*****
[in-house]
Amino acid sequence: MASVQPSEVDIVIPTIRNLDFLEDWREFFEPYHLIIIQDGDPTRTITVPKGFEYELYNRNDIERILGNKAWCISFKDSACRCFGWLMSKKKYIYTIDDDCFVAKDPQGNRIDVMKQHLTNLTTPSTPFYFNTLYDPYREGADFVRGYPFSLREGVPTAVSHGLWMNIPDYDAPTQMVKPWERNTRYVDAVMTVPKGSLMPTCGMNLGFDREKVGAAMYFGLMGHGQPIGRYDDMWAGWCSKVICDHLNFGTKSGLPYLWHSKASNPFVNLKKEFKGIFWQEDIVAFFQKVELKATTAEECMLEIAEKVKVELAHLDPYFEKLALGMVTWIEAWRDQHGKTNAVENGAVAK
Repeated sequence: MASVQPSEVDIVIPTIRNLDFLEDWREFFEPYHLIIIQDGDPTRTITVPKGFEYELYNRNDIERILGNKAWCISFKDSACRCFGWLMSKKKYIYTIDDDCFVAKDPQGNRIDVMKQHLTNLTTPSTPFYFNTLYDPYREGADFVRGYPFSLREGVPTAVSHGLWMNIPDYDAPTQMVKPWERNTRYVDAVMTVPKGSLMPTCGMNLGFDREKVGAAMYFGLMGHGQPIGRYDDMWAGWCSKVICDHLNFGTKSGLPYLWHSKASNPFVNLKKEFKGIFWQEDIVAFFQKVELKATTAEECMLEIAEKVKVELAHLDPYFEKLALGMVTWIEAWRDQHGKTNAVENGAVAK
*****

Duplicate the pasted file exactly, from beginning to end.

[in-house]
Amino acid sequence: MASVQPSEVDIVIPTIRNLDFLEDWREFFEPYHLIIIQDGDPTRTITVPKGFEYELYNRNDIERILGNKAWCISFKDSACRCFGWLMSKKKYIYTIDDDCFVAKDPQGNRIDVMKQHLTNLTTPSTPFYFNTLYDPYREGADFVRGYPFSLREGVPTAVSHGLWMNIPDYDAPTQMVKPWERNTRYVDAVMTVPKGSLMPTCGMNLGFDREKVGAAMYFGLMGHGQPIGRYDDMWAGWCSKVICDHLNFGTKSGLPYLWHSKASNPFVNLKKEFKGIFWQEDIVAFFQKVELKATTAEECMLEIAEKVKVELAHLDPYFEKLALGMVTWIEAWRDQHGKTNAVENGAVAK
Repeated sequence: MASVQPSEVDIVIPTIRNLDFLEDWREFFEPYHLIIIQDGDPTRTITVPKGFEYELYNRNDIERILGNKAWCISFKDSACRCFGWLMSKKKYIYTIDDDCFVAKDPQGNRIDVMKQHLTNLTTPSTPFYFNTLYDPYREGADFVRGYPFSLREGVPTAVSHGLWMNIPDYDAPTQMVKPWERNTRYVDAVMTVPKGSLMPTCGMNLGFDREKVGAAMYFGLMGHGQPIGRYDDMWAGWCSKVICDHLNFGTKSGLPYLWHSKASNPFVNLKKEFKGIFWQEDIVAFFQKVELKATTAEECMLEIAEKVKVELAHLDPYFEKLALGMVTWIEAWRDQHGKTNAVENGAVAK